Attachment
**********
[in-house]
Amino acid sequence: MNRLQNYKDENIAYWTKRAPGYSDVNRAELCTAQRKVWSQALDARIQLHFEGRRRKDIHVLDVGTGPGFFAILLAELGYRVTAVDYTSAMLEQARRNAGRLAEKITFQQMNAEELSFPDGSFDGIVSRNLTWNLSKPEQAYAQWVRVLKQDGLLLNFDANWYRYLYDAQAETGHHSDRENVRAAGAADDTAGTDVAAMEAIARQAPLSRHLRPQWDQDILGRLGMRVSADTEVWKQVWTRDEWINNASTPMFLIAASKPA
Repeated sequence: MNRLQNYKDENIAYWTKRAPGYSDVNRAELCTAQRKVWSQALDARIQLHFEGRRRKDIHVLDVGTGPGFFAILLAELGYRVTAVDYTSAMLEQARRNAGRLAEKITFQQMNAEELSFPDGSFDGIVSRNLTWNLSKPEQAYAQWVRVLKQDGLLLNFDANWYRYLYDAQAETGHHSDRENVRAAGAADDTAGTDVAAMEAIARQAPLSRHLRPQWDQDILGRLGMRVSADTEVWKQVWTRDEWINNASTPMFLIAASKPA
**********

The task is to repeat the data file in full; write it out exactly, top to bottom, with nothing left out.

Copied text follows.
[in-house]
Amino acid sequence: MNRLQNYKDENIAYWTKRAPGYSDVNRAELCTAQRKVWSQALDARIQLHFEGRRRKDIHVLDVGTGPGFFAILLAELGYRVTAVDYTSAMLEQARRNAGRLAEKITFQQMNAEELSFPDGSFDGIVSRNLTWNLSKPEQAYAQWVRVLKQDGLLLNFDANWYRYLYDAQAETGHHSDRENVRAAGAADDTAGTDVAAMEAIARQAPLSRHLRPQWDQDILGRLGMRVSADTEVWKQVWTRDEWINNASTPMFLIAASKPA
Repeated sequence: MNRLQNYKDENIAYWTKRAPGYSDVNRAELCTAQRKVWSQALDARIQLHFEGRRRKDIHVLDVGTGPGFFAILLAELGYRVTAVDYTSAMLEQARRNAGRLAEKITFQQMNAEELSFPDGSFDGIVSRNLTWNLSKPEQAYAQWVRVLKQDGLLLNFDANWYRYLYDAQAETGHHSDRENVRAAGAADDTAGTDVAAMEAIARQAPLSRHLRPQWDQDILGRLGMRVSADTEVWKQVWTRDEWINNASTPMFLIAASKPA